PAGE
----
It ought to make it easier, and yet still he struggled to reconcile himself to this passionless contract. He must steel himself. He must remember that this wedding was what his people demanded, his country required. To honour his brother’s memory by fulfilling his brother’s vision of a new royal dynasty and a suitable heir. And more importantly for Kadar, a large dowry, money with which he could transform Murimon, bring it into the Nineteenth Century, implement his own golden vision for his people’s future.
Yes, he could do that. It was a huge personal sacrifice, but it was one worth making.
Arabian Sea, Three Weeks Earlier
The storm had been gathering ominously on the horizon for some time. Lady Constance Montgomery, standing in what had become her habitual position on the deck of the East Indiaman sailing ship Kent, watched as the grey clouds mustered, rolling onto the distant stage one after the other as if in response to some invisible cue.
They had been at sea for nine weeks. Captain Cobb reckoned it would be another three before they reached their destination, Bombay. Only three more weeks before Constance would meet, for the first time, the prominent East India merchant who was to be her husband. No matter how hard she tried, she was still unable to prevent that sickening little lurch in her stomach every time she was reminded of this call of duty that took her half way around the world.
She had resisted this marriage which was convenient for all but herself. She had reasoned. She had come up with any number of alternatives. She had even, to her shame, resorted to tears. But when all her stratagems failed, when it became clear that her fate was sealed, she had resigned herself to it. Boarding the Kent at Plymouth, she had felt as if she was jumping off a cliff rather than stepping onto a ship, her eyes screwed shut to avoid the ground rushing up to meet her. The ground, in the form of this arranged match, was not rushing, but it was inching inexorably closer as the East Indiaman sailed across the ocean on fickle winds, edging closer to Bombay. Constance had began to dread their arrival. This marriage – or any marriage for that matter – ran counter to all her inclinations.
Oh dear! She had promised herself not to pick over it all again. The deed was done, the deal had been made – for a business transaction by another name this marriage most certainly was. The exorbitant sum of money Papa required to save the estates had been despatched by Mr Gilmour Edgbaston. The goods, in the form of Constance, were in transit in the opposite direction. ‘And there’s no point in railing against your fate,’ the most expensive piece of cargo on the ship told herself firmly. ‘The only thing to be done is to make the best of it.’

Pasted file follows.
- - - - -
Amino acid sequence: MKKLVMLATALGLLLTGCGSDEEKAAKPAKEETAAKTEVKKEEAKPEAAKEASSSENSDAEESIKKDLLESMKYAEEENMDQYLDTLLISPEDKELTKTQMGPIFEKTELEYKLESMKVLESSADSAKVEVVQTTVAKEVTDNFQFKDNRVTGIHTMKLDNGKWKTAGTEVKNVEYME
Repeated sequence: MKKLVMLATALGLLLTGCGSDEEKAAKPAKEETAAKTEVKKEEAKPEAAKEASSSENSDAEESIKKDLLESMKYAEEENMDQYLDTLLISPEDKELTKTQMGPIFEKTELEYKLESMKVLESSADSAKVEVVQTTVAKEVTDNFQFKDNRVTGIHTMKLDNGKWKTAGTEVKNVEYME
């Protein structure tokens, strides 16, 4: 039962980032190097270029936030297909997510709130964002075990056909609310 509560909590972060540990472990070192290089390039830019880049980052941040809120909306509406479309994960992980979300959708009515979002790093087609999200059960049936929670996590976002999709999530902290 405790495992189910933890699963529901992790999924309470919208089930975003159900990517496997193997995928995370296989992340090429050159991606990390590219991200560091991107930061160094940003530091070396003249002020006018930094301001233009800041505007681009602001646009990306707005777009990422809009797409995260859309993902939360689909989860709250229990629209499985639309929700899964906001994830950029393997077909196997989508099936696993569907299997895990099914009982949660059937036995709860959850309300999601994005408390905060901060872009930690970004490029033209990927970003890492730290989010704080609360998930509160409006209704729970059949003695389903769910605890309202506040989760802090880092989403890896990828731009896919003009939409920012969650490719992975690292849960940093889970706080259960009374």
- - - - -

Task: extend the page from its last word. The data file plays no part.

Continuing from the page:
An excellent resolution and one, she had persuaded herself before she sailed, which was quite achievable. But before she had sailed, she had been bolstered by Mama’s happy smiles and confident assertions that Constance was doing the right thing. Now, very far from home indeed, with far too much time to consider the reality of the situation, she was not at all sure that Mama’s simple philosophy that money was the root of all evils and the source of all happiness had any foundation at all. Not that she had ever believed it. She’d simply had no option but to pretend to do so, because Papa had given Mama no choice, and so Mama had been forced to demand this ultimate sacrifice of her daughter.
It hurt. It hurt a great deal more than Constance had ever permitted Mama to see. A great deal more than she cared to admit even to herself too, so she endeavoured not to think about it and she succeeded, mostly. Save that here she was again, dwelling on it most pointlessly. ‘When my time would be a great deal more productively spent dwelling on how I can make sure my marriage does not become a prison cell in which I must serve a life sentence,’ she told herself sternly.
Her heart sank. She didn’t want to think about it. She didn’t want to force herself to feel positive about something so very negative. She had three more weeks at sea. Three last weeks of freedom, three more weeks to make the most of the spectacular star-gazing opportunities the long sea journey had granted her as they travelled under unfamiliar skies, crossing the equator into the southern hemisphere before crossing back into the northern hemisphere again on this final part of the journey.
Mind you, it was doubtful whether she’d see anything of value through her telescope tonight, Constance thought. The clouds had merged into one roiling mass now, an angry pewter colour, dense iron grey at the centre. Around her on the deck the crew were struggling with the rigging. The calm deep-blue of the Arabian sea, with its crystal-tipped waves, like the clouds, seemed to be forming into one foaming mass, a more sinister sea which moved in one great rolling motion, sending the Kent high above the horizon before plunging low, into the depths of the swell.